Storage

Cleaning house after previous network landlords

When TechRepublic member Todd LeFort took over as network administrator, one of the first things he had to do was clean up the mess left behind by his predecessors. Here's what he found.


By Todd LeFort

I’m a third-generation network administrator. My predecessors were very intelligent and capable employees, but boy were they slobs—not in appearance or anything, but in the way they kept house. The following experience will explain what I mean.

Who made this big mess?!
Recently, we experienced a problem with our server: our hard drive space no longer had enough free space to effectively defrag. As we spouted off options to add another hard drive to our array, set up another server and move data, and so forth, we also thought that perhaps there might be some files that we could delete off the server to tide us over in the meantime. What we found was shocking—about a gigabyte of useless garbage!

All right, let’s clean it up!
We started with the obvious—temp files. We ran a slick little utility called TidyDisk, which you can obtain from American Systems . In American Systems’ words, “TidyDisk is a handy utility for cleaning unwanted and unnecessary files off your hard disk. It can clean temporary files, Internet cache files, and any other files you want removed.” TidyDisk also allows you to specify how the unneeded files are discarded. You can save them to a Zip file, send them to the Recycle Bin, or permanently delete them. Personally, I send everything to the Recycle Bin so that I can view the files before they’re permanently deleted and easily restore the ones that I want to keep.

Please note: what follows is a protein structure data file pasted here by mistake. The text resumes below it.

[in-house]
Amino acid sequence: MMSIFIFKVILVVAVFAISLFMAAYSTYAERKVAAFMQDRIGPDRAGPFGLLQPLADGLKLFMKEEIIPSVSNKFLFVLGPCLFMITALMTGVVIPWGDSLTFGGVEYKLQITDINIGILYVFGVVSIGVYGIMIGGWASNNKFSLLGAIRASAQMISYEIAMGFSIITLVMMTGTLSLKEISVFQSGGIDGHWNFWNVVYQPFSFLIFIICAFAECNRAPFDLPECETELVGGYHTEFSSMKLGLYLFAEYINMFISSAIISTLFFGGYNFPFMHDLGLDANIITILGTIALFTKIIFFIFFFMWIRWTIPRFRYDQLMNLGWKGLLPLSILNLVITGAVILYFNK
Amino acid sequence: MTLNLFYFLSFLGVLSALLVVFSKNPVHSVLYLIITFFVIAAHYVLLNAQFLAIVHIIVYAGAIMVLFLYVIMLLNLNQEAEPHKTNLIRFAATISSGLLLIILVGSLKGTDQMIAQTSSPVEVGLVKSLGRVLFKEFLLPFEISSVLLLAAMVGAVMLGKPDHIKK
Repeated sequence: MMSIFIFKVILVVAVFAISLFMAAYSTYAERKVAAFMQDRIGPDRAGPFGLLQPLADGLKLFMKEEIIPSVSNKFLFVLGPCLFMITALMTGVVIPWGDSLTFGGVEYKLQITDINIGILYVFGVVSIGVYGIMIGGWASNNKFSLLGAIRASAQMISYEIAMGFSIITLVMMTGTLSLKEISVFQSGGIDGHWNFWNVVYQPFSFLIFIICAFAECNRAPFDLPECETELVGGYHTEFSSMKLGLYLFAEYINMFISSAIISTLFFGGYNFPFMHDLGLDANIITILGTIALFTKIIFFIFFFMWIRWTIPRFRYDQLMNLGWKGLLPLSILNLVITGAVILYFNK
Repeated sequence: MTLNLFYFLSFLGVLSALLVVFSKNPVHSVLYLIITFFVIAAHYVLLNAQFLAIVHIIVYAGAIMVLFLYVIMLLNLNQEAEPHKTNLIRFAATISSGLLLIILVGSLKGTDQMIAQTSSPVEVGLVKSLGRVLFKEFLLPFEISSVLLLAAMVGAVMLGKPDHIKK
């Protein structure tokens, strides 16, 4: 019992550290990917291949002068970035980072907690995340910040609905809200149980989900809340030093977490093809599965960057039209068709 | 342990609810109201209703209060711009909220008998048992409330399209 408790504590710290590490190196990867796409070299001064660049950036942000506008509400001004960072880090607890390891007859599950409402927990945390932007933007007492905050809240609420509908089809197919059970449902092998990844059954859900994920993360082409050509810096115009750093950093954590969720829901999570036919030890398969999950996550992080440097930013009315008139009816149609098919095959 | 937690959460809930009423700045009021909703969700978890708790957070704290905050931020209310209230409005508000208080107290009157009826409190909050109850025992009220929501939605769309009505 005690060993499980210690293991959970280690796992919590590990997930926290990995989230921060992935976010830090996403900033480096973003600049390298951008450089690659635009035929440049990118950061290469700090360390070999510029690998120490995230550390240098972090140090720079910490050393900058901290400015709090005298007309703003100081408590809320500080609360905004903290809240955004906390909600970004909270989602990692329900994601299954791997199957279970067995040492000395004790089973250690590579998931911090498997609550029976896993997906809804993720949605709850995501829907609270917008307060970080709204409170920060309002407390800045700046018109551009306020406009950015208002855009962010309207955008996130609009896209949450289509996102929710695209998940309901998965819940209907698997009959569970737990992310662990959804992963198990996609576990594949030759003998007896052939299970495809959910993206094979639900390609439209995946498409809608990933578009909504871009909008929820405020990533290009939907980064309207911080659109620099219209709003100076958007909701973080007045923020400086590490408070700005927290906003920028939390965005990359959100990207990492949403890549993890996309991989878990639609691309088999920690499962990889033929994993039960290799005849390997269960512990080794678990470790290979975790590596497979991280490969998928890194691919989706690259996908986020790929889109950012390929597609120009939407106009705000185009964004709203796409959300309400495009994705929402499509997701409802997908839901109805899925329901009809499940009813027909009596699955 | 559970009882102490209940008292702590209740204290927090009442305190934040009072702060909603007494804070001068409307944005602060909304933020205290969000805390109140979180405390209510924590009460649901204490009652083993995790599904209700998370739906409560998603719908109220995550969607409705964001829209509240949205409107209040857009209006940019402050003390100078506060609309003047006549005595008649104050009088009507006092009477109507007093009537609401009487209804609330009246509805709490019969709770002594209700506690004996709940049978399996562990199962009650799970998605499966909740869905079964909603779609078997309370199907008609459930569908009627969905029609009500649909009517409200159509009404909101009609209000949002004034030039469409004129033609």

Running that utility cleared up a bunch of space, but not enough to allow our defrag software to run effectively. Next, we started going through each folder on the hard drive to see if there was anything that was not needed. Here’s where we encountered the “slob stuff.” We found log files and archive files from years ago! Delete. Delete. Delete.

We found extraction files from programs downloaded off the Internet. Once the programs and files have been extracted, the extraction files are no longer needed. Delete. Removing those files freed up a significant amount of space.

But we kept searching, and we found the biggest shocker of all. Apparently, in the past, a hard drive on a computer must have gone bad or something. We’re not sure what the situation was, but an entire hard drive was dumped onto the server and never deleted. It was taking up about 800 megabytes of hard disk space! Delete!!! All of those unneeded files amounted to about 1 gigabyte of space.

Now, doesn’t that look better!
Well, we emptied the Recycle Bin and checked out our hard-drive space capacity. What was once 19 percent free space was now 40 percent!! Needless to say, our defragging software runs great now, and our thoughts of adding additional hard drives to our array and/or building another server computer have been pushed further into the future.

What’s the moral of the story? When stepping into the shoes of previous network administrators, be sure to check out the closet where they came from. You just might open the door and get buried.
Todd was inspired to write after reading Jake Necessary’s article, “Are you ready for initiation into The Second Network Admin's Club?” To comment on this article or to recommend your favorite disk utilities, please post a comment below or drop us a note .

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